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Faith and Compassion

19 There was a certain rich man, which was clothed in purple and fine linen, and fared sumptuously every day:

20 And there was a certain beggar named Lazarus, which was laid at his gate, full of sores,

21 And desiring to be fed with the crumbs which fell from the rich man’s table: moreover the dogs came and licked his sores.

22 And it came to pass, that the beggar died, and was carried by the angels into Abraham’s bosom: the rich man also died, and was buried;

23 And in hell he lift up his eyes, being in torments, and seeth Abraham afar off, and Lazarus in his bosom.

24 And he cried and said, Father Abraham, have mercy on me, and send Lazarus, that he may dip the tip of his finger in water, and cool my tongue; for I am tormented in this flame.

25 But Abraham said, Son, remember that thou in thy lifetime receivedst thy good things, and likewise Lazarus evil things: but now he is comforted, and thou art tormented. Lk. 16:19-25

Notice here that one man “was clothed in purple and fine linen, and fared sumptuously every day”; while his neighbor was daily “laid at his gate, full of sores, and desiring to be fed with the crumbs which fell from the rich man’s table: moreover the dogs came and licked his sores.”

Now, the Bible here does not say that Lazarus was born again and that the rich man was not. It could well be that the rich man was also saved. But there is no doubt that Lazarus lived a life that pleased God.

The accusation against the rich man, on the other hand (vs. 19-21), involves how he treated his neighbor, Lazarus. It appears that he lived a selfish, unloving life. He did not love or show compassion to his neighbor, Lazarus, who was poor.

Even Abraham accuses him of only this sin:

“Son, remember that thou in thy lifetime receivedst thy good things, and likewise Lazarus evil things: but now he is comforted, and thou art tormented.”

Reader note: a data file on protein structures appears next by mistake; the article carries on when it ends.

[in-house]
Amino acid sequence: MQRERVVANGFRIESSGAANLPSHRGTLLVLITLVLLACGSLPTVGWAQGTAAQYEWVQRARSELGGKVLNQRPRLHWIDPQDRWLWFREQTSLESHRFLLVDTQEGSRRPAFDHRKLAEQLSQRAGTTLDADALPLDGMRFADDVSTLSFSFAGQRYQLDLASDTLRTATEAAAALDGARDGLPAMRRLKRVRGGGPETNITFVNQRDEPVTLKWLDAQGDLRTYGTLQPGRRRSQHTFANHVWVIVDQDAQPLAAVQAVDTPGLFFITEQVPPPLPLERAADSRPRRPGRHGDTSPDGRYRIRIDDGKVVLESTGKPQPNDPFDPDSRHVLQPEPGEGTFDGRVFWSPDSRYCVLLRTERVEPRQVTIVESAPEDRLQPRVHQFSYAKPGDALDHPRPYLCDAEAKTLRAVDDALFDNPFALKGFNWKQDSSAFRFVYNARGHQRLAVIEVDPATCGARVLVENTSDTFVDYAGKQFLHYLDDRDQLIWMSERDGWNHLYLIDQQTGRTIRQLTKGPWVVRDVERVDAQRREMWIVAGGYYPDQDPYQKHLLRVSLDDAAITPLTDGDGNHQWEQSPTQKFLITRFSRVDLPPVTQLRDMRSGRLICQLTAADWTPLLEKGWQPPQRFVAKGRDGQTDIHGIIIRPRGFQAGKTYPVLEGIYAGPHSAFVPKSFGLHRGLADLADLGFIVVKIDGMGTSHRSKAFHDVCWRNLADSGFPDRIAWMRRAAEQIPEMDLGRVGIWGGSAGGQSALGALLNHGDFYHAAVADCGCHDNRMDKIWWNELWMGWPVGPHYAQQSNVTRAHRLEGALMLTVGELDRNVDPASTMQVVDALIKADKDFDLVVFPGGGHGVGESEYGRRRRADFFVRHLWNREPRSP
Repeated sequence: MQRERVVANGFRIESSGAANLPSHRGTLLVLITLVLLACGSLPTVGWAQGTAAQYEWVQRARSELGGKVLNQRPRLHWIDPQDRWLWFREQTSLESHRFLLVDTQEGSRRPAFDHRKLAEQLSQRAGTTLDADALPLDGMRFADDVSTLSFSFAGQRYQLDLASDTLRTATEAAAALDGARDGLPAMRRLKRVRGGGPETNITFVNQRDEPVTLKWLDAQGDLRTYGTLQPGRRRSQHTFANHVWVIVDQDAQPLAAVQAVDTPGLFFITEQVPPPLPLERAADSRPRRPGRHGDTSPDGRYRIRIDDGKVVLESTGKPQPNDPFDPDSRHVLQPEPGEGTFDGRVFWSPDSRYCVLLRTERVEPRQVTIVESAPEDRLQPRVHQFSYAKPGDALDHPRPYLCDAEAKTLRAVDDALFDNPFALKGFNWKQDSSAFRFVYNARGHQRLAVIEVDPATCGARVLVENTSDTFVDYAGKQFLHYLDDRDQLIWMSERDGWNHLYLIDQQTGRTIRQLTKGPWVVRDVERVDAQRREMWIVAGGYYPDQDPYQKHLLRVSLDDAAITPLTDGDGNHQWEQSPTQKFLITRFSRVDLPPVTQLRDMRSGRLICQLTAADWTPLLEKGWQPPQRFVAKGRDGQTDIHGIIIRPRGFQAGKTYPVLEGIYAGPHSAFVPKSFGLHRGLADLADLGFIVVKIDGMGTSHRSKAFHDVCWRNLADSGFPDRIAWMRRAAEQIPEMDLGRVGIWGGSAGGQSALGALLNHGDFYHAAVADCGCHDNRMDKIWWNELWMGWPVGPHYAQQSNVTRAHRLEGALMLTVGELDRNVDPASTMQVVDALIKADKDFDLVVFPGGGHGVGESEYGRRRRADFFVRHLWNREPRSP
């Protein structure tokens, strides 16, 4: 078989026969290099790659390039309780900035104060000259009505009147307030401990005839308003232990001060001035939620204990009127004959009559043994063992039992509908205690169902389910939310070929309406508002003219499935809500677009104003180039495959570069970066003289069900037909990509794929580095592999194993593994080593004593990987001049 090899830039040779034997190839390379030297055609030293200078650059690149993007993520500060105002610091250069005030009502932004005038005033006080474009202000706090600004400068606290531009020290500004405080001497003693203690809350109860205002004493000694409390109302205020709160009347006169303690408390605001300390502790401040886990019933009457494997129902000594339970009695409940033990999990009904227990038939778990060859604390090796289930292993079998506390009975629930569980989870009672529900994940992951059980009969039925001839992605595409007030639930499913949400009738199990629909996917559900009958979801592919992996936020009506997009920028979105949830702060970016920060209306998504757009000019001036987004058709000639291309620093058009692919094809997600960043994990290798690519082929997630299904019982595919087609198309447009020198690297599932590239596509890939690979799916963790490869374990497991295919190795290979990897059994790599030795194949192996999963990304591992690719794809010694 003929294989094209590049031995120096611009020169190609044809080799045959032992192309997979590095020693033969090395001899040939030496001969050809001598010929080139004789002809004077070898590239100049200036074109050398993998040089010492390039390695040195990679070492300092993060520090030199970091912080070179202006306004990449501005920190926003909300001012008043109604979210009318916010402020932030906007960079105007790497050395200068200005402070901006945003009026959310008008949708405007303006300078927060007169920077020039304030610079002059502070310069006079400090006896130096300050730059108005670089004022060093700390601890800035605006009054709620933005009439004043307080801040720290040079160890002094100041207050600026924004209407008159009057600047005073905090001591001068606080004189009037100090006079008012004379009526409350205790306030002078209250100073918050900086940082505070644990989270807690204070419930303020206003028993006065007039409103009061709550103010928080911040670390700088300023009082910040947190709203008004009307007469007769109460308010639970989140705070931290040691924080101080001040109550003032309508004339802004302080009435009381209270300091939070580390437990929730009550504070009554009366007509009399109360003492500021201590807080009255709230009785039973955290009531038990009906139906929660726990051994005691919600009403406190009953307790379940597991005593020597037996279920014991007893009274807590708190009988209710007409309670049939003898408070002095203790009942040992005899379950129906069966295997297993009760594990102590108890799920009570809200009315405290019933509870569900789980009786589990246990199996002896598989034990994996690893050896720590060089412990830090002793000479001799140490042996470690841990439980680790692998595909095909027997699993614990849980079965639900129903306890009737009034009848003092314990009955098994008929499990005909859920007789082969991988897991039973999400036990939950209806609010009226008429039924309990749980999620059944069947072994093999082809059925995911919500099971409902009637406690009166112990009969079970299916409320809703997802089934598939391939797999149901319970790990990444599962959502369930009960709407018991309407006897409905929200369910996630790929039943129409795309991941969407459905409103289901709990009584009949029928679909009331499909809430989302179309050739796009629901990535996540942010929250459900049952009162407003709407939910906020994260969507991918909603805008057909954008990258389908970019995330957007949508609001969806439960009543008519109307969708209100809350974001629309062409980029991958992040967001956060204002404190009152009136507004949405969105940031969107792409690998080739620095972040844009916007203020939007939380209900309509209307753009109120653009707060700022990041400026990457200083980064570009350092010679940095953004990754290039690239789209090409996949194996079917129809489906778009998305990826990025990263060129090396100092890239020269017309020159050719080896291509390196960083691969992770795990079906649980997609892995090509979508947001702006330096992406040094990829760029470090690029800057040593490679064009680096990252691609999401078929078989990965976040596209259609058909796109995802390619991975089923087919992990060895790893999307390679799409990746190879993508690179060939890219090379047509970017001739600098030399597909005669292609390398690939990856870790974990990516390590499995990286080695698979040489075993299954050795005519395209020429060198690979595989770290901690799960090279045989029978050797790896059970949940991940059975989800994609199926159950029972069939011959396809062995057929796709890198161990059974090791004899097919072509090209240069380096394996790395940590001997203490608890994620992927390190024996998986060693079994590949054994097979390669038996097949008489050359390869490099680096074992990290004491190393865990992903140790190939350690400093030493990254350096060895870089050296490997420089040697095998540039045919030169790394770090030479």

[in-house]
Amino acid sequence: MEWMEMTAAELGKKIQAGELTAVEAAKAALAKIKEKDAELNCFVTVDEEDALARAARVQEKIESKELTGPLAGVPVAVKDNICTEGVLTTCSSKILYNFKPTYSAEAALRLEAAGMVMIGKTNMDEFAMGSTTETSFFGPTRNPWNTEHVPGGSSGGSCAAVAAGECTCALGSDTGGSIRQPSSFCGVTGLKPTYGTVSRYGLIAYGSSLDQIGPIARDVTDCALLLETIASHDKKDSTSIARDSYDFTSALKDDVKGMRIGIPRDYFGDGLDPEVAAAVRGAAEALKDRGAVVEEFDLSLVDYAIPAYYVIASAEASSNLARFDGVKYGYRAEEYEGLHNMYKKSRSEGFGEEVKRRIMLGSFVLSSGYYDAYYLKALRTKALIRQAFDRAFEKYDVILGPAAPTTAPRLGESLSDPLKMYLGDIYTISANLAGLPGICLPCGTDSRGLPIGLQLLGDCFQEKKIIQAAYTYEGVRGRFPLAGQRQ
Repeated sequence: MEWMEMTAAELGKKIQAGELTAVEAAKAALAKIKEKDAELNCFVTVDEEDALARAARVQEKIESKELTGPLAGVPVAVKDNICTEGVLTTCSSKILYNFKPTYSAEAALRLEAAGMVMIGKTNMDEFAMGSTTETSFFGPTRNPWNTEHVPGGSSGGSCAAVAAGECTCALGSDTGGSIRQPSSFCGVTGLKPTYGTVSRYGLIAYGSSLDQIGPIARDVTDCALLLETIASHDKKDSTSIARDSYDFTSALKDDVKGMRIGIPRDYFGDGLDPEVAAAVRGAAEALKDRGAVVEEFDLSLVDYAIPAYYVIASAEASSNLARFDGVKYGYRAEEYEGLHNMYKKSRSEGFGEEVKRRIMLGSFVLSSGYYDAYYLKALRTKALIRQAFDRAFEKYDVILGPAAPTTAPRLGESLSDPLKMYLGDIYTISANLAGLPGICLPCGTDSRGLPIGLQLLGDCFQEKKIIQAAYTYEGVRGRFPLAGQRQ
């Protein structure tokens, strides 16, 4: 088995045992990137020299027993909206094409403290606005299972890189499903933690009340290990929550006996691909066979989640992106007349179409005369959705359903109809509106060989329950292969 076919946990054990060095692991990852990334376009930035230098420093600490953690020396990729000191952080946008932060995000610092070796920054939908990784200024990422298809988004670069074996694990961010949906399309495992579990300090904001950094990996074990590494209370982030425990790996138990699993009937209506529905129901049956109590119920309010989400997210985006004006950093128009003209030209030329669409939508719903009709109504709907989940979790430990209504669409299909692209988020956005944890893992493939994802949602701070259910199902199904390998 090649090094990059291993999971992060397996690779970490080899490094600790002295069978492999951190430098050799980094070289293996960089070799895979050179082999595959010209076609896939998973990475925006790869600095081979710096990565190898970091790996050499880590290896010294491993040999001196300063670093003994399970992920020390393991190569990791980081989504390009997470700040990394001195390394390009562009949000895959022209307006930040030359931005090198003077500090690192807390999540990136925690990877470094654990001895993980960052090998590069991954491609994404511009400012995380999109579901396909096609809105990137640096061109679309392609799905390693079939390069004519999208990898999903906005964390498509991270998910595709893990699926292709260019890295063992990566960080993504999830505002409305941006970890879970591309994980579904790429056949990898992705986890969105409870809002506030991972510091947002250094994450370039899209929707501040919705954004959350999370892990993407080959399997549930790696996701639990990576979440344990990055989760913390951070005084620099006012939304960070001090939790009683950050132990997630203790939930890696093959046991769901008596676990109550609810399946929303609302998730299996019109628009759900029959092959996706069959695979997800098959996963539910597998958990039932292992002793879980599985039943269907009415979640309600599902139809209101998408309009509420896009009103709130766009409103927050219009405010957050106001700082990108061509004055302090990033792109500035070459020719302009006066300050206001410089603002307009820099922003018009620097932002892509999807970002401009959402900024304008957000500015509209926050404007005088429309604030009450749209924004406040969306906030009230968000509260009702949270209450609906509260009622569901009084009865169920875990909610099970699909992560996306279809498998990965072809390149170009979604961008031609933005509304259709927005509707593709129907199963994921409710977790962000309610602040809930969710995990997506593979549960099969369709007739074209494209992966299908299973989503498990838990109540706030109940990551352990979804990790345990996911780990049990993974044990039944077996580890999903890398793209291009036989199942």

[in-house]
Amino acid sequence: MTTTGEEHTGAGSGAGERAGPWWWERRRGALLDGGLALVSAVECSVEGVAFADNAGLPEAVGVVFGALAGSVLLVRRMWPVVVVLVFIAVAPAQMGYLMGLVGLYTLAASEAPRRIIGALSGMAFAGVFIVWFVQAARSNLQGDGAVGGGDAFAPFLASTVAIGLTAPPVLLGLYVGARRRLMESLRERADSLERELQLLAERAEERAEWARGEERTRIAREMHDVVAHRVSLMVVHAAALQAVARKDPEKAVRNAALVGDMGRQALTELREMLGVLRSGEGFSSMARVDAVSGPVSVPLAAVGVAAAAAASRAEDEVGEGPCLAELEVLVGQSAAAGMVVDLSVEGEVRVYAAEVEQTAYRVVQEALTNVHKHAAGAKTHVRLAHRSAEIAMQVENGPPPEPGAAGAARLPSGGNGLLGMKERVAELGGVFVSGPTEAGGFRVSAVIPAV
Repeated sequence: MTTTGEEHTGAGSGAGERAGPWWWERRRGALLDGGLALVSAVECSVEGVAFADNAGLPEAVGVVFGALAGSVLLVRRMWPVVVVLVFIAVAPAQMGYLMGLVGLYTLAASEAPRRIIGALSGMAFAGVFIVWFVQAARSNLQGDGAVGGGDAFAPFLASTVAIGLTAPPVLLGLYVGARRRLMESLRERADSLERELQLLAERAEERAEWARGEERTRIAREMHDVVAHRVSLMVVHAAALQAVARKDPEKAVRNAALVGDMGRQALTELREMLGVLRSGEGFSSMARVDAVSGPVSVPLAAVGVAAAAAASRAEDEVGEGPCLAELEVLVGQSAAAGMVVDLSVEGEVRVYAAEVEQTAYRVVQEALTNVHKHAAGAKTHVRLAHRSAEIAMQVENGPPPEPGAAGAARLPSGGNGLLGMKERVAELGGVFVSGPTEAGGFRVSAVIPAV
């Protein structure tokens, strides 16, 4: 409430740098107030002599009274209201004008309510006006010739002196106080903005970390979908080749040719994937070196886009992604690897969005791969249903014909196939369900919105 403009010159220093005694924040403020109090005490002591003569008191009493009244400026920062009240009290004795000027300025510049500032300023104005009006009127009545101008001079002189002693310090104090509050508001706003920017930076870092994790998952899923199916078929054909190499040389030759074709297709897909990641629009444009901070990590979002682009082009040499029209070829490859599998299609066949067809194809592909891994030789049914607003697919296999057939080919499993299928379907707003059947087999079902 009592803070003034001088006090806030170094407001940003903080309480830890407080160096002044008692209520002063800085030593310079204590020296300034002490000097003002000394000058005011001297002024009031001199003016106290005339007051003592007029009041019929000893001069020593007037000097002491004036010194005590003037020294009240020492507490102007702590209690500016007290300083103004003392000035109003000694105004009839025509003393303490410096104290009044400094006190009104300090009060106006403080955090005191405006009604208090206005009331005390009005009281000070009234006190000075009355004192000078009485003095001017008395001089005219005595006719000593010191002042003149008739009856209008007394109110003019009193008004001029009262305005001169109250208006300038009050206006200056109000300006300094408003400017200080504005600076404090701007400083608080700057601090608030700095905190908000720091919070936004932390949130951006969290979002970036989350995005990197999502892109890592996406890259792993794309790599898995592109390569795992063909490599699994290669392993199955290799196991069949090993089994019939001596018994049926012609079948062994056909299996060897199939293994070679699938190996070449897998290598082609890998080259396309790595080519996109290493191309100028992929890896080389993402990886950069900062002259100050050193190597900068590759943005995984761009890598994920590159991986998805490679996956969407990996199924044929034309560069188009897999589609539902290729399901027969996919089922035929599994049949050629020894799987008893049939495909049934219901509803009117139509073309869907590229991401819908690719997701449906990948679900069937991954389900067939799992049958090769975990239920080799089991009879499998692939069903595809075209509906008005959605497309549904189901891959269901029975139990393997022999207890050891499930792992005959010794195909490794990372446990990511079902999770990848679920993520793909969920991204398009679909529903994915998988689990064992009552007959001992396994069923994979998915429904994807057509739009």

God is not envious of us when we prosper. I haven’t heard of a father who is envious when his children prosper. God is the Father of fathers and He is happy when we prosper, even in material things.

But, in countless scriptures, God tells us how we ought to live our lives with the less fortunate in a manner that testifies of our faith in Him.

When we get to heaven, we will not just walk up to God and tell Him, “Lord, you know that on such and such a date I believed in Jesus and I got saved”.

That salvation script won’t work. What will happen is, God will bring out a rap sheet of your lifestyle. He will say, “Let us see your works.”

The Bible, in the Book of James, talks about faith without works.

“14 What doth it profit, my brethren, though a man say he hath faith, and have not works? can faith save him? 15 If a brother or sister be naked, and destitute of daily food, 16 And one of you say unto them, Depart in peace, be ye warmed and filled; notwithstanding ye give them not those things which are needful to the body; what doth it profit? 17 Even so faith, if it hath not works, is dead, being alone.” (Jam. 2:14-17)

Are you saved? Don’t get complacent; Judgement Day is coming. Get out there and “work out your own salvation with fear and trembling.” (Phil. 2:12)

Working out our salvation incudes how we live with the less fortunate. We are stewards of whatever God has given us. One day, we will give an account to God.